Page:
The analyses indicate that not only the structure of actor relationships changed but also the quality of the relationships as the result of their activities. Power to maintain the integrity of the supply system became more connected and more widely distributed, with the majority of actors realising direct benefits. The power to corrupt seedling supply and mis-represented seedling quality was greatly reduced and closely monitored (Tab. 3). However, we also note the importance of the largely pre-existing networks of influence of the ‘champions of change’ (Tab. 2).

Rowlands (1997) suggests two ways in which change in power relations is helpful: by bringing people who are outside formal decision-making processes into a new relationship with power-holders and by developing people's capacity to shape their future i.e. a generative or productive type of power that creates new possibilities and actions without domination. Both changes can be seen to have occurred in the seedling system case; both seem to have been catalysed by the IPs’ activities.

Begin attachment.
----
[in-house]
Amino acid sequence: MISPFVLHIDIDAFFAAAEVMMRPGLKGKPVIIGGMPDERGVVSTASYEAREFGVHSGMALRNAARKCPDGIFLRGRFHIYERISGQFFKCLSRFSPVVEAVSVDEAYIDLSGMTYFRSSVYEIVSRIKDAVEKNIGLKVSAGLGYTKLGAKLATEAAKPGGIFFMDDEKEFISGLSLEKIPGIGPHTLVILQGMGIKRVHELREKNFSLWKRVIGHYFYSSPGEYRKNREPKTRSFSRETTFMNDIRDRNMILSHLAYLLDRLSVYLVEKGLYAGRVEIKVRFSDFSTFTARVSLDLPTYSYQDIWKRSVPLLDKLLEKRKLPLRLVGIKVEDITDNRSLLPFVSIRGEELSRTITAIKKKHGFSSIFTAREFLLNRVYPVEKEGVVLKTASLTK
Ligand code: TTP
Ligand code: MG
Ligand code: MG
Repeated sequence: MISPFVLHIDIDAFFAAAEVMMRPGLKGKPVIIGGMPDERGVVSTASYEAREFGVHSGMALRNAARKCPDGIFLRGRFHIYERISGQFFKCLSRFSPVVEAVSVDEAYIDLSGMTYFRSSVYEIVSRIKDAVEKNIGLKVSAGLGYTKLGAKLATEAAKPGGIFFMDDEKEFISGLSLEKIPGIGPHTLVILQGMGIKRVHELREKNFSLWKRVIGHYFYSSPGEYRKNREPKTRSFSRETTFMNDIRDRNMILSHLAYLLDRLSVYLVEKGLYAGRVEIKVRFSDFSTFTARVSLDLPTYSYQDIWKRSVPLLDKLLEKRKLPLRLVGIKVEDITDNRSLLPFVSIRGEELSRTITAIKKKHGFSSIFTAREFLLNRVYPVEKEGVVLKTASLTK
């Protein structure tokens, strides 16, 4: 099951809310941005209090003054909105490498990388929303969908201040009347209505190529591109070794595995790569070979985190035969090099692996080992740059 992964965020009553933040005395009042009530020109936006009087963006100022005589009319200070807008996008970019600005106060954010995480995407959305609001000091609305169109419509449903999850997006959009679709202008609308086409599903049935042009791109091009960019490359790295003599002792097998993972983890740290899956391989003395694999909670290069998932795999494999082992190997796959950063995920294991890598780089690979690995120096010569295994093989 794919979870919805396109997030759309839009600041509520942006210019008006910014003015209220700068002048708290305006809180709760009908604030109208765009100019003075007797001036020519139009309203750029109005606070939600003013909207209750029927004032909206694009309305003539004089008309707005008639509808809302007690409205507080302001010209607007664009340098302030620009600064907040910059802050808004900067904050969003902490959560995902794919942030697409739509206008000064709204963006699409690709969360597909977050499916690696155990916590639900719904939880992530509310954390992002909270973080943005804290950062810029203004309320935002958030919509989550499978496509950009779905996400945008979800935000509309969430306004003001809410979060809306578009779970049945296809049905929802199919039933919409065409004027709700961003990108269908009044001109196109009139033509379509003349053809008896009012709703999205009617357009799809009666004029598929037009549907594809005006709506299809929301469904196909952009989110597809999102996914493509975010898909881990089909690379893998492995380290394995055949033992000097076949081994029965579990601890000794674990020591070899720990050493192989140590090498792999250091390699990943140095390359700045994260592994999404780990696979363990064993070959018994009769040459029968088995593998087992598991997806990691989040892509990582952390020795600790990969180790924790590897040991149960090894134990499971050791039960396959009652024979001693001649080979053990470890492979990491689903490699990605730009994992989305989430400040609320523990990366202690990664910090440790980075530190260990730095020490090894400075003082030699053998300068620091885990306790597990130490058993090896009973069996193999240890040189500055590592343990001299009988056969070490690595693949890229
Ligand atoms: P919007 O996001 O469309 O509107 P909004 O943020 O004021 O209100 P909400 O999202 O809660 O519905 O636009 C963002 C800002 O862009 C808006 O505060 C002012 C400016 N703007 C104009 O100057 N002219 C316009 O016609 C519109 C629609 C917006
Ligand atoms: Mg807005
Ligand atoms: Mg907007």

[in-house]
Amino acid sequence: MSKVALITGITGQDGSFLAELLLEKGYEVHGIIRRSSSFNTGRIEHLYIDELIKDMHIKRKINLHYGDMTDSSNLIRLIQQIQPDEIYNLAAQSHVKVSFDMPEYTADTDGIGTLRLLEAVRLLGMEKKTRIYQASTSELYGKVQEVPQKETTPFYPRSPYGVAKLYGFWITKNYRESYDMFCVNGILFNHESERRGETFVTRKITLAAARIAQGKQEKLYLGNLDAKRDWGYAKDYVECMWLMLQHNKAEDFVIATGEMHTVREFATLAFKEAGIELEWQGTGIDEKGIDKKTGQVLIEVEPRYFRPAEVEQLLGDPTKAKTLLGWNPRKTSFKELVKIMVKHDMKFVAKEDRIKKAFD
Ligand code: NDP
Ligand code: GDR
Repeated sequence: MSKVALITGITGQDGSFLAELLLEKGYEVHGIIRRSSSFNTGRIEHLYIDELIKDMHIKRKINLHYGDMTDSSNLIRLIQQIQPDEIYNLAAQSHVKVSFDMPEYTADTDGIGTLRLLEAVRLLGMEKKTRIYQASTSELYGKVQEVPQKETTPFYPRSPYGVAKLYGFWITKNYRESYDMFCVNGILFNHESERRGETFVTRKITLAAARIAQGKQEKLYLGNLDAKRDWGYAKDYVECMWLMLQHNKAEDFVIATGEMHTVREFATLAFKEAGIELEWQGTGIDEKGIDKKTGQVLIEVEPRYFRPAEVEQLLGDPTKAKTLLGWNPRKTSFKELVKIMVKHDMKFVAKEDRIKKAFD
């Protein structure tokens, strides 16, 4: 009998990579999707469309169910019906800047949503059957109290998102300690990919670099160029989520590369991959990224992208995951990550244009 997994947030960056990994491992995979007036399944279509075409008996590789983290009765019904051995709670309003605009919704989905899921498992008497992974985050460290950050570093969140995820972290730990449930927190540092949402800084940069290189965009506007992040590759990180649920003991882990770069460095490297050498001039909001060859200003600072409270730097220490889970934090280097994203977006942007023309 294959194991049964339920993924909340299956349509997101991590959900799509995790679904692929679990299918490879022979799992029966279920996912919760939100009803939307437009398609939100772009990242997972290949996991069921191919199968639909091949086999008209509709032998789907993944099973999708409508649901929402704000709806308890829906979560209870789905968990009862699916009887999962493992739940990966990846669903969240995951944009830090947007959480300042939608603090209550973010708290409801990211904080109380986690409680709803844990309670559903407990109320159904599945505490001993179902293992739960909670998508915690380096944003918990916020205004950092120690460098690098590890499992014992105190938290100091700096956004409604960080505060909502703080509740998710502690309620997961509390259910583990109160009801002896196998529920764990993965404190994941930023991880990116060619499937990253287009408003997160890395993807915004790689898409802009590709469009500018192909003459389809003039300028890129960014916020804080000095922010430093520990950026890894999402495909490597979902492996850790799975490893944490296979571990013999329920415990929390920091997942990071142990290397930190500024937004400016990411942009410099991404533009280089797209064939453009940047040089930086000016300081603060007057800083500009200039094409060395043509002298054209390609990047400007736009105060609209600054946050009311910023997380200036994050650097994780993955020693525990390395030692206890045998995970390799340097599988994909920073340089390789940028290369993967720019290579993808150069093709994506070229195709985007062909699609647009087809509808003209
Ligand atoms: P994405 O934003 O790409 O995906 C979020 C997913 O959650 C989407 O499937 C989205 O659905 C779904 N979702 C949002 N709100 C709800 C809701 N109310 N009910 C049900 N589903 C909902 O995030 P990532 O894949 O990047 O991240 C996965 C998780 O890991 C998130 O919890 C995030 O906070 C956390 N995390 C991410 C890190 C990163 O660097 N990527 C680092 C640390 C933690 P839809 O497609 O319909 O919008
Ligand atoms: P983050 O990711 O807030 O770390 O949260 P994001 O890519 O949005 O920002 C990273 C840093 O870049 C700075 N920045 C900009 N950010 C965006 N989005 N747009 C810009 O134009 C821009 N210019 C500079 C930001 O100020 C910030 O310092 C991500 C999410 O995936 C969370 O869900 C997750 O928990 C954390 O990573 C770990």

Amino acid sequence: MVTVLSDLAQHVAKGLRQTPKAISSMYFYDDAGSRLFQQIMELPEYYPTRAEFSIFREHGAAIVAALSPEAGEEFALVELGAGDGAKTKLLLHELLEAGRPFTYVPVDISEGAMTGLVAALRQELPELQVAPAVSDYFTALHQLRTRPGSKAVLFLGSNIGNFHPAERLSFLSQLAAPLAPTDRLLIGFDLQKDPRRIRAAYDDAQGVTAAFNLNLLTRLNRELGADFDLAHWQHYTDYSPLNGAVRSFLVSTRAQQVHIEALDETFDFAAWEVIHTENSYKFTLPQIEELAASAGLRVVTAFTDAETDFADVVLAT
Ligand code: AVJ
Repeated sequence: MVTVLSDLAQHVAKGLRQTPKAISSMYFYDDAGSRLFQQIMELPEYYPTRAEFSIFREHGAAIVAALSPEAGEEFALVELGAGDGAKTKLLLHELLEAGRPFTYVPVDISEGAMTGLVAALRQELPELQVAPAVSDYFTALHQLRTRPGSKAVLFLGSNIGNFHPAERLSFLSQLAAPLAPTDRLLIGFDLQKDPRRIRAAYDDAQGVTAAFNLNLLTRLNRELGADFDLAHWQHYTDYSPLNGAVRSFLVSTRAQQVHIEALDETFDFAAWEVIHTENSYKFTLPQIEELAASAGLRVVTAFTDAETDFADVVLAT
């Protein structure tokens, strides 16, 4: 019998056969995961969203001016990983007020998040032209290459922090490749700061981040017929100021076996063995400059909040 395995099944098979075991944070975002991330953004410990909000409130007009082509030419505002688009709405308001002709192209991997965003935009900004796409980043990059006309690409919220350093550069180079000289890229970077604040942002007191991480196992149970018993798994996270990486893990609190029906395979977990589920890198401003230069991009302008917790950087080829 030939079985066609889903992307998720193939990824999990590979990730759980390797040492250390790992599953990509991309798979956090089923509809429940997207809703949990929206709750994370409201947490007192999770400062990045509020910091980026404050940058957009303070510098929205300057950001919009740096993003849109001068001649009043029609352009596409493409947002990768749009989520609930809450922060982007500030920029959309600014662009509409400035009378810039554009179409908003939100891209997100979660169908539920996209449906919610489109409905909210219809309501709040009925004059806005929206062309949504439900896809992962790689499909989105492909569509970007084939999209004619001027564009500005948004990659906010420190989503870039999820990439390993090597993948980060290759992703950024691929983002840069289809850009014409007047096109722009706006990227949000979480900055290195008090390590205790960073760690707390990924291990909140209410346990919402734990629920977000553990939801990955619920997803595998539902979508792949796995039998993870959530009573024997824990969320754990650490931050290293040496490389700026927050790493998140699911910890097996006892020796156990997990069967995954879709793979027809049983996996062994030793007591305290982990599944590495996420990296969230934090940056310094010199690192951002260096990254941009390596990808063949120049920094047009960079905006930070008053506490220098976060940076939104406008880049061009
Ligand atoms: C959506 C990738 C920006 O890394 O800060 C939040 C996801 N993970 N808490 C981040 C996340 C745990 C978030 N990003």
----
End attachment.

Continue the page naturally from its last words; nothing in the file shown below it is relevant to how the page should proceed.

In summary, this study appears to support both the ‘intervention’ and the ‘power’ hypothesis as causal explanations of innovation. More exactly, it suggests that the two are inter-dependent and co-causal.